It's a White County Christmas
.. a celebration honoring the small town traditions of the holiday season.
Oh Christmas Tree, Oh Christmas Tree
Discover the magic of Christmas
ADD YOUR TREE
TO THIS YEAR'S
103 E. Main St.
Carmi, IL 62821
ABOUT THE CONTEST
You may decorate any full size live or artificial tree in any theme you choose. It will remain on display from 9 AM through 3 PM Saturday, Nov. 19 at the Community Room of Old National Bank in Carmi.
Feel free to sell ornaments, crafts or other items from the tree to help your organization.
There is no cost to display your tree
You may decorate your tree Friday afternoon and evening or early Saturday morning.
To enter, call Barbara Karger at 382-2612 or Marjorie Brown at 382-4010.
CARMI CHAMBER OF COMMERCE
The Carmi Chamber of Commerce is in the business of making smiles.
People want to live in a thriving community. Happiness is contagious. Events such as “It's a White County Christmas”show our commitment to building a happy, thriving, prosperous community.
We hope you'll join us
Make Memories to Last a Lifetime!
for all the photos from the 2010 White County Christmas Festival
We want your comments & suggestions.
Please leave a short note on the Guest Book
Festival of Trees
Lights Way to Holidays
Sponsored by Wabash Chapter
Daughters of the American Revolution
Since 1995, the Wabash Chapter, Daughters of the American Revolution has sponsored a community project aimed at helping the area celebrate the beauty of Christmas. The Festival of Trees welcomes in the spirit and beauty of the holiday season.
Saturday, Nov. 19
9 AM - 3 PM, Old National Bank
112 W. Main Street, Carmi, IL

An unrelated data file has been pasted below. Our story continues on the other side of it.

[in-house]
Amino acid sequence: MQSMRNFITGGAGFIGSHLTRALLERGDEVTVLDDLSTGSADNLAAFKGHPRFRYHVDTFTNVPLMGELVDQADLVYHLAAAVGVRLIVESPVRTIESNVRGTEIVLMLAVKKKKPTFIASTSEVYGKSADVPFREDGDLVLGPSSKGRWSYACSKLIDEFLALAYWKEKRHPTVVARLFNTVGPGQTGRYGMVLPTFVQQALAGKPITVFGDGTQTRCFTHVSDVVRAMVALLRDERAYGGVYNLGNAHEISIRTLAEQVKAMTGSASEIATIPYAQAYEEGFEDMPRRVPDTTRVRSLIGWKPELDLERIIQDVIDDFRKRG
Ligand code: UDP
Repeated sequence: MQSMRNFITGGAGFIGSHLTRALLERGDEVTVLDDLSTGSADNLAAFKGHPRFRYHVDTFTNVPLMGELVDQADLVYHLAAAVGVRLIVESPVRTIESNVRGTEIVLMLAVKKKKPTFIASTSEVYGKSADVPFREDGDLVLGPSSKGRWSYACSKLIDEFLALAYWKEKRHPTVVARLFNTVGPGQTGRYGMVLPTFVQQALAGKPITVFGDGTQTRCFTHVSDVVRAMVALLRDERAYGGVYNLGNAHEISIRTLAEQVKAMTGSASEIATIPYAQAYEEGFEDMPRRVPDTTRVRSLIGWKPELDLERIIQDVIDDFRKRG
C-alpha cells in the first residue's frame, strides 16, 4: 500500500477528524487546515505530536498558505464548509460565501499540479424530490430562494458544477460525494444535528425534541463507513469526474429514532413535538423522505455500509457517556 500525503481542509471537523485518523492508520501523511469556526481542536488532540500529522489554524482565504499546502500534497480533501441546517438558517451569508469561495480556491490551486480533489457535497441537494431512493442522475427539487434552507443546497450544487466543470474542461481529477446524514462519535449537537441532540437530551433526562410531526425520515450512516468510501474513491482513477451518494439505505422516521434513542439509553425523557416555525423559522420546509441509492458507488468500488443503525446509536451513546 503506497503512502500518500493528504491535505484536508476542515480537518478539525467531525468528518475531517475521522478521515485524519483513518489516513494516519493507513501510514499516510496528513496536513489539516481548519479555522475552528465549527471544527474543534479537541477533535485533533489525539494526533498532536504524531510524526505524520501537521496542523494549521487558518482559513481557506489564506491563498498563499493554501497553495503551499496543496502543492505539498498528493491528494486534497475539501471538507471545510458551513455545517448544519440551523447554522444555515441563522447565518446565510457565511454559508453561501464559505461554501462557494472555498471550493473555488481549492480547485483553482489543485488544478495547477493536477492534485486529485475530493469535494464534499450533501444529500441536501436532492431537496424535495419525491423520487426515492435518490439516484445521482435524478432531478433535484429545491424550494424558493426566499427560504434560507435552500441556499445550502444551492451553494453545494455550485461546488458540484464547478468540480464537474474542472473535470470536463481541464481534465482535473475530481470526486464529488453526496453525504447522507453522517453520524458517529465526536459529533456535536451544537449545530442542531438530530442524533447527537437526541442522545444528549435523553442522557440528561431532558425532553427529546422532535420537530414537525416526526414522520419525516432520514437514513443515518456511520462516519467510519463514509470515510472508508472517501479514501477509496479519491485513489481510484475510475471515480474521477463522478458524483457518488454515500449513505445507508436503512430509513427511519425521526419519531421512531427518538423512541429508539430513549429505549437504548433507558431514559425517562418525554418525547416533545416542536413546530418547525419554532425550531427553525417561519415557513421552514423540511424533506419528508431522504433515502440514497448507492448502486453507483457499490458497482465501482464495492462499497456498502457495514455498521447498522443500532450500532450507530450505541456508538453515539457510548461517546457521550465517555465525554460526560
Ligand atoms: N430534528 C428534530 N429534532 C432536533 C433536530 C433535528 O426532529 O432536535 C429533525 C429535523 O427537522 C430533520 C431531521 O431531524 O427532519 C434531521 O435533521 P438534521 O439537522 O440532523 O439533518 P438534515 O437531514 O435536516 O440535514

The History of the Wabash Chapter
Daughters of the American Revolution
The history begins with the recognition of Catherine Harrell Dartt, daughter of Revolutionary War Soldier Joel Harrell, as the last "REAL DAUGHTER" in Illinois in 1927.
Suma Randloph Powell organized the Wabash Chaper on June 18, 1930 with 26 charter members. The name WABASH was chosen due to the river, presumably named by the Shawnee Indians "Wabashkiki" meaning "gleaming white" because of the bright limestone in the upper part of the river.
Revolutionary Patriot graves marked include:
- Zachariah Cross (Burnt Prairie) September 28, 1930
- Joseph Hawthorne (Enfield) October 11, 1934
- Arthur Johnson (Johnson Cemetery) 1994
- William Stewart (Old Graveyard, Carmi) June 2, 2002 Rededication
- Joel Harrell and his daugher Taletha Catherine Harrell Dartt (Enfield) 1996 Rededication
A bronze plaque on a granite marker in Carmi Veterans Memorial Park was dedicated in 1936 with names of Revolutionary War soldiers buried in White County. The Revolutionary War Soldiers Memorial was dedicated in 1994 in the Old Graveyard in Carmi.
Organizing Chapter Regent Suma Randolph Powell was State Vice Regent in 1934. She also served as District VII Director along with Bernice Rice, Barbara Karger and Marjorie Brown.
In 1935, the Little Wabash Society, C.A.R. was organized. The chapter continues to work with the youth projects with success in the state and north central division contests.
Book donations to the Carmi Public Library, McCoy Memorial Library, Brehm Library and the DAR National Library are made in memory of deceased chapter members. Members have read inscriptions of several county cemeteries and have sent them to state genealogical records. Members continue to be involved in community activites of education, historical and preservation benefits.
On September 12, 2002, the Wayne Prairie Chapter of Fairfield merged with Wabash Chapter. Wayne Prairie was organized on Apri 17, 1965 by Organizaing Regent Charlene French Tickner. The name if for the county of Wayne which received its name from General Anthony Wayne who passed through Wayne County, as well as "Prairie" refering to the "Prairie State of Illinois." The chapter organized the Little Egypt Society, C.A.R. Charlene French Tickner served as State Historian (1977-79) and State Chaplain (1971-1973. Lula Jane Crain Feller served as State Historian (1977-79) and also as District VII Director. Thirteen Revolutionary War soldiers' graves were located but not recorded as marked.
How lovely are their branches